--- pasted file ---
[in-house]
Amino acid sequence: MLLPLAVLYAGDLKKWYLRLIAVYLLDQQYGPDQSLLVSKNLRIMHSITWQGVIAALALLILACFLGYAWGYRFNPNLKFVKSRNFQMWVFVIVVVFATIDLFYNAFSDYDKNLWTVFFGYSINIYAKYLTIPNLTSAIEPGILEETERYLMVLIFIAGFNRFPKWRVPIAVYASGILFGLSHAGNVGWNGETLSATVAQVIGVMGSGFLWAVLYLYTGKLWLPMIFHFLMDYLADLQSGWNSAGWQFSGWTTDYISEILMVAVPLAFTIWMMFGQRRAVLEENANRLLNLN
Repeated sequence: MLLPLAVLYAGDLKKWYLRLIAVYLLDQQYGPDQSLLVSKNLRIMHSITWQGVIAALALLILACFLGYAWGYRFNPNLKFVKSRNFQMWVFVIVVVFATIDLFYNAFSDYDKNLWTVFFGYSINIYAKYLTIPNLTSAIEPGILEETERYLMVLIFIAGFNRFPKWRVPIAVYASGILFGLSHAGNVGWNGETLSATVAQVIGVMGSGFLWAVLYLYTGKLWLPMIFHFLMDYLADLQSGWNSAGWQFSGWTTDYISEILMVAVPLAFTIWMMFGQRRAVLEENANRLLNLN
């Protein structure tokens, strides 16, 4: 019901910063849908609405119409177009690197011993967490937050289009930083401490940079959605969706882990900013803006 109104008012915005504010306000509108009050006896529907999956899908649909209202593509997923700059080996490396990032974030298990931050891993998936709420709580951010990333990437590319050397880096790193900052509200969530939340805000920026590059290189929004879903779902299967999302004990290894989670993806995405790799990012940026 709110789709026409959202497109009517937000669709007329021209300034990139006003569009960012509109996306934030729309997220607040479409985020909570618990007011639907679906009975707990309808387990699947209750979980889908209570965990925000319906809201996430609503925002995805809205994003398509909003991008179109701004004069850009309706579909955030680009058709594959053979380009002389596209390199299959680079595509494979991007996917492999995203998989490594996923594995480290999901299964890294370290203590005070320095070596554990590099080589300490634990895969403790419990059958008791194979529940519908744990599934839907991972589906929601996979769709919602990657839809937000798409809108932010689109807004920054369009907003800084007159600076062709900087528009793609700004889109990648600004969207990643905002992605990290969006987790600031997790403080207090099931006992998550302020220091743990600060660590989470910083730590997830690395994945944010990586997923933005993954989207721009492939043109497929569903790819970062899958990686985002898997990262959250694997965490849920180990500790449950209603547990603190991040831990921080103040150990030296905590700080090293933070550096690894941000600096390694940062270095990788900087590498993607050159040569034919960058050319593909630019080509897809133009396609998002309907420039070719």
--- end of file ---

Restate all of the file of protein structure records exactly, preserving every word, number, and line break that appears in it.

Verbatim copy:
[in-house]
Amino acid sequence: MLLPLAVLYAGDLKKWYLRLIAVYLLDQQYGPDQSLLVSKNLRIMHSITWQGVIAALALLILACFLGYAWGYRFNPNLKFVKSRNFQMWVFVIVVVFATIDLFYNAFSDYDKNLWTVFFGYSINIYAKYLTIPNLTSAIEPGILEETERYLMVLIFIAGFNRFPKWRVPIAVYASGILFGLSHAGNVGWNGETLSATVAQVIGVMGSGFLWAVLYLYTGKLWLPMIFHFLMDYLADLQSGWNSAGWQFSGWTTDYISEILMVAVPLAFTIWMMFGQRRAVLEENANRLLNLN
Repeated sequence: MLLPLAVLYAGDLKKWYLRLIAVYLLDQQYGPDQSLLVSKNLRIMHSITWQGVIAALALLILACFLGYAWGYRFNPNLKFVKSRNFQMWVFVIVVVFATIDLFYNAFSDYDKNLWTVFFGYSINIYAKYLTIPNLTSAIEPGILEETERYLMVLIFIAGFNRFPKWRVPIAVYASGILFGLSHAGNVGWNGETLSATVAQVIGVMGSGFLWAVLYLYTGKLWLPMIFHFLMDYLADLQSGWNSAGWQFSGWTTDYISEILMVAVPLAFTIWMMFGQRRAVLEENANRLLNLN
């Protein structure tokens, strides 16, 4: 019901910063849908609405119409177009690197011993967490937050289009930083401490940079959605969706882990900013803006 109104008012915005504010306000509108009050006896529907999956899908649909209202593509997923700059080996490396990032974030298990931050891993998936709420709580951010990333990437590319050397880096790193900052509200969530939340805000920026590059290189929004879903779902299967999302004990290894989670993806995405790799990012940026 709110789709026409959202497109009517937000669709007329021209300034990139006003569009960012509109996306934030729309997220607040479409985020909570618990007011639907679906009975707990309808387990699947209750979980889908209570965990925000319906809201996430609503925002995805809205994003398509909003991008179109701004004069850009309706579909955030680009058709594959053979380009002389596209390199299959680079595509494979991007996917492999995203998989490594996923594995480290999901299964890294370290203590005070320095070596554990590099080589300490634990895969403790419990059958008791194979529940519908744990599934839907991972589906929601996979769709919602990657839809937000798409809108932010689109807004920054369009907003800084007159600076062709900087528009793609700004889109990648600004969207990643905002992605990290969006987790600031997790403080207090099931006992998550302020220091743990600060660590989470910083730590997830690395994945944010990586997923933005993954989207721009492939043109497929569903790819970062899958990686985002898997990262959250694997965490849920180990500790449950209603547990603190991040831990921080103040150990030296905590700080090293933070550096690894941000600096390694940062270095990788900087590498993607050159040569034919960058050319593909630019080509897809133009396609998002309907420039070719």